For two of the main contemporary philosophical traditions – the phenomenological and the analytical – the second half of the previous century saw a rebirth of the philosophical discourse about God, established, however, beyond the boundaries of traditional metaphysics. Heideggers and Carnaps critiques of metaphysics do not seem to have ceased to exert their influence. In this article, I reconsider the legitimacy of those criticisms by asking: is it truly necessary that contemporary thought proposes a philosophical discourse about God outside of the realm of traditional metaphysics? In virtue of the same fundamental fault that, paradoxically, is hidden as much within the criticism of Heidegger as within that of Carnap, I respond negatively to this question.
The author illustrates the fundamental notions of Spinoza’s philosophy (substance, God and nature) and underlines their origin in the historical and cultural context. He then goes on to highlight the presupposition of the Spinozian position which is the identity of being and thought. From the Thomistic point of view, such a position shows many weaknesses, because it fails to grasp a real ontological distinction between God and created beings. In fact, it does not adequately consider that the human being knows starting from the real beings and only in this way he can come to discover the distinction between being and essence.
Debates on the question of God and religion in contemporary political philosophy often end by blending different methodological perspectives, so as to melt the peculiar point of view of political philosophy with those of political science, theology, and sociology. The essay tries to shed some light on such a theoretical situation, individuating the specific task of a properly philosophical-political research, and finally introducing an exemplar expression of it in the traditional reflection on the essential structure of human acting, especially considering the peculiar conceptual development it received through the work of Thomas Aquinas.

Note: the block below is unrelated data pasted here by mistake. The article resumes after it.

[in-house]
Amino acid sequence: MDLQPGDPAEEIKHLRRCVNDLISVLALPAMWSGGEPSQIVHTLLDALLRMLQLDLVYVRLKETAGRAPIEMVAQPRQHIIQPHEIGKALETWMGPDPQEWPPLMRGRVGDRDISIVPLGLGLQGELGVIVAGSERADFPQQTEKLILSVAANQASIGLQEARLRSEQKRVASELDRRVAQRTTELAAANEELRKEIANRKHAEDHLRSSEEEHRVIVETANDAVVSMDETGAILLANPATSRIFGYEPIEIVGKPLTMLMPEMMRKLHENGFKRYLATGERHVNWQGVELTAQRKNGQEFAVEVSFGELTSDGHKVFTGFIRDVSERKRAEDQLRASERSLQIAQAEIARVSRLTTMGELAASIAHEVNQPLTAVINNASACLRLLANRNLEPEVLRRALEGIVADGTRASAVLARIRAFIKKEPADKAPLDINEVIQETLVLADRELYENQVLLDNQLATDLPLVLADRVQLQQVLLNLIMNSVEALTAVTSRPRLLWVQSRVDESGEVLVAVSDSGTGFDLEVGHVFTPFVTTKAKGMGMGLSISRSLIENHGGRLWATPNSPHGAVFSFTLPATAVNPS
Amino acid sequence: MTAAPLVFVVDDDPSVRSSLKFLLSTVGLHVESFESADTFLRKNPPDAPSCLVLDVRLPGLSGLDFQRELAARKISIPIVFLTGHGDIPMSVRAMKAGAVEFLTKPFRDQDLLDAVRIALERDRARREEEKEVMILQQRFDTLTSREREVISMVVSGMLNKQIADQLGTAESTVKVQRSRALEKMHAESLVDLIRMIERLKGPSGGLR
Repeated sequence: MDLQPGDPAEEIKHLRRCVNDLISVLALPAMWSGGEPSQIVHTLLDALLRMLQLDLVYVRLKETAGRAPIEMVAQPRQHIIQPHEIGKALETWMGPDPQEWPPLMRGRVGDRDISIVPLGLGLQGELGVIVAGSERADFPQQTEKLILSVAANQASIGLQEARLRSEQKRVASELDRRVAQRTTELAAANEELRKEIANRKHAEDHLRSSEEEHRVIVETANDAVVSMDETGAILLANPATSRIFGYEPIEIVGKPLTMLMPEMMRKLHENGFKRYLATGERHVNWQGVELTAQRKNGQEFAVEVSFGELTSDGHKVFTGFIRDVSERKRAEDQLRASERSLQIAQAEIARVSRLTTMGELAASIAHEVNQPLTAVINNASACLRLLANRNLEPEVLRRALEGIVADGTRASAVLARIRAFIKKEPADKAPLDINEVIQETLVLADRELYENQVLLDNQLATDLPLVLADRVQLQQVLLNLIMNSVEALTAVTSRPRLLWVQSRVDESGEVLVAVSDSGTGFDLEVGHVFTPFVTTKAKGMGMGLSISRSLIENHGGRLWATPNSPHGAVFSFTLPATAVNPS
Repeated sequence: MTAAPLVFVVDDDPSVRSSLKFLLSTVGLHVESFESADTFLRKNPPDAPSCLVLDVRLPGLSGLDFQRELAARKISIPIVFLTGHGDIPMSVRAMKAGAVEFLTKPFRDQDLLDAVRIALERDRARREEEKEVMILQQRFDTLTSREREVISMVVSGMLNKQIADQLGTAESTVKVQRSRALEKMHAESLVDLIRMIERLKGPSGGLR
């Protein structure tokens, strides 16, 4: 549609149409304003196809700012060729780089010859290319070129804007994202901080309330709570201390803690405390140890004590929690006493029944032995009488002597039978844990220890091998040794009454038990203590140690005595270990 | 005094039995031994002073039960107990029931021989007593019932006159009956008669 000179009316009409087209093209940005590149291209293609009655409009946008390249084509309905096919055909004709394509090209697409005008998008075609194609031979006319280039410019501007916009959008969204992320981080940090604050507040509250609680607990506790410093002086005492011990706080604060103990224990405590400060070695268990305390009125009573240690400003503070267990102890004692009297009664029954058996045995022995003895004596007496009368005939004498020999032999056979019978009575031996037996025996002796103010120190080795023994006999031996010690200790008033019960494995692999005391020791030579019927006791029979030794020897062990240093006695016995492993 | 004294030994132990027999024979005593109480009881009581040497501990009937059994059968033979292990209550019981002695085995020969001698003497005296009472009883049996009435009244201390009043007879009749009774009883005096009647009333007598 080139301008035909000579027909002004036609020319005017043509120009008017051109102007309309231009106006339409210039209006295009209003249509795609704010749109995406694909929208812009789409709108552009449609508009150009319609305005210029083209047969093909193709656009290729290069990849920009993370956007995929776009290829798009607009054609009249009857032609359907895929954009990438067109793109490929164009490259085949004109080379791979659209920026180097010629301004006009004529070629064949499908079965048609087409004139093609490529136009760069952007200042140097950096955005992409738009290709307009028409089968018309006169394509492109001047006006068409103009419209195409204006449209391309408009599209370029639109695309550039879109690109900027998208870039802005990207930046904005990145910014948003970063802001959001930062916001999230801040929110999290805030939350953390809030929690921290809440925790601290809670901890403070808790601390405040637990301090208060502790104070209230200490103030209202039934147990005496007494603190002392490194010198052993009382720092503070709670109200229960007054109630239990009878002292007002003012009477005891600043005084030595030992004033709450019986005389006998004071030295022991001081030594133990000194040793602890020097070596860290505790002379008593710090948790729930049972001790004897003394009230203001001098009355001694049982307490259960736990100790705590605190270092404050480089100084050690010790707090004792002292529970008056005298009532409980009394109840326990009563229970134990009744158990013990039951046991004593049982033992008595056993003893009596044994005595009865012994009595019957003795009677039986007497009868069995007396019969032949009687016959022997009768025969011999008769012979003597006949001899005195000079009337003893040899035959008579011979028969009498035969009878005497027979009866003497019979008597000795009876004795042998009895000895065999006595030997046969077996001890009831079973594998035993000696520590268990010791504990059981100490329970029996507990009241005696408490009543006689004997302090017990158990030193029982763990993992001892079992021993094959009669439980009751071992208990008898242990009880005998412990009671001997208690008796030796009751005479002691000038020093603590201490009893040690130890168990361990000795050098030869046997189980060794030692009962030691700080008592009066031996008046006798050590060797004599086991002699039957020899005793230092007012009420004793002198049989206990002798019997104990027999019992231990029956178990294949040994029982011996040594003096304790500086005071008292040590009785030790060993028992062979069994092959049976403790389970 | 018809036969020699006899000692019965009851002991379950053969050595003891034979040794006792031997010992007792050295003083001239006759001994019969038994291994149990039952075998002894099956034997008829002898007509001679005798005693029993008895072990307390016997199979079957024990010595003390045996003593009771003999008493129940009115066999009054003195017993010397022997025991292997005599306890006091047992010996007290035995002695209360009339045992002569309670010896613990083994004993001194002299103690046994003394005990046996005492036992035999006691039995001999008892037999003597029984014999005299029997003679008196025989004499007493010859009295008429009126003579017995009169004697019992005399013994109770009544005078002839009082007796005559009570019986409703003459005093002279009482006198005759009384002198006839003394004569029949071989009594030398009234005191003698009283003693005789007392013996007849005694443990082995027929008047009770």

Philosophy has the task of rationally searching for the truth about the whole of reality. In this search, God emerges as theme principally in two fields, directly in natural theology which is the reflection on God in the light of natural reason, and indirectly in philosophy of religion insofar as God is the object of man’s religious experience. Focusing on philosophy of religion, this essay sheds some light on the main currents of thought in contemporary philosophy of religion, elucidates the meaning of religion, and reflects on God as the object of man’s religious experience and on how man subjectively experiences the divine.
In his interpretation of the first verse of Psalm 13 (14), Saint Thomas refers to Saint Anselm who had claimed that those who deny God’s existence are “fool” because they try to think what is unthinkable. In the light of Aristotle’s theory of science and considering how Anselm’s argument had been used by Saint Bonaventure, Saint Thomas asks whether God’s existence is immediately known. He argues that this is not the case: to know God, human beings have to search for the cause of things. However, those who are content with using things without even trying to inquire about their caus- es are “fool”
The profession of faith of Psalmist is consolidated in the understanding of what is opposed to it, namely atheism. In Psalm 14, it has two dimensions which are the two main places of revelation, that is the two categories of the one Jewish faith: creation and history. This article focuses on the first, starting from the biblical certainty that ori- ginally, every single creature is YHWH’s work. Psalm 14,1-3 alludes to a pragmatic atheism as a process of denaturalization, that is an ontological-oblativ corruption. The- refore, atheism is not simply theoretical. Psalm 14 runs parallels to deny of the existence of God and man’s incapacity of acting well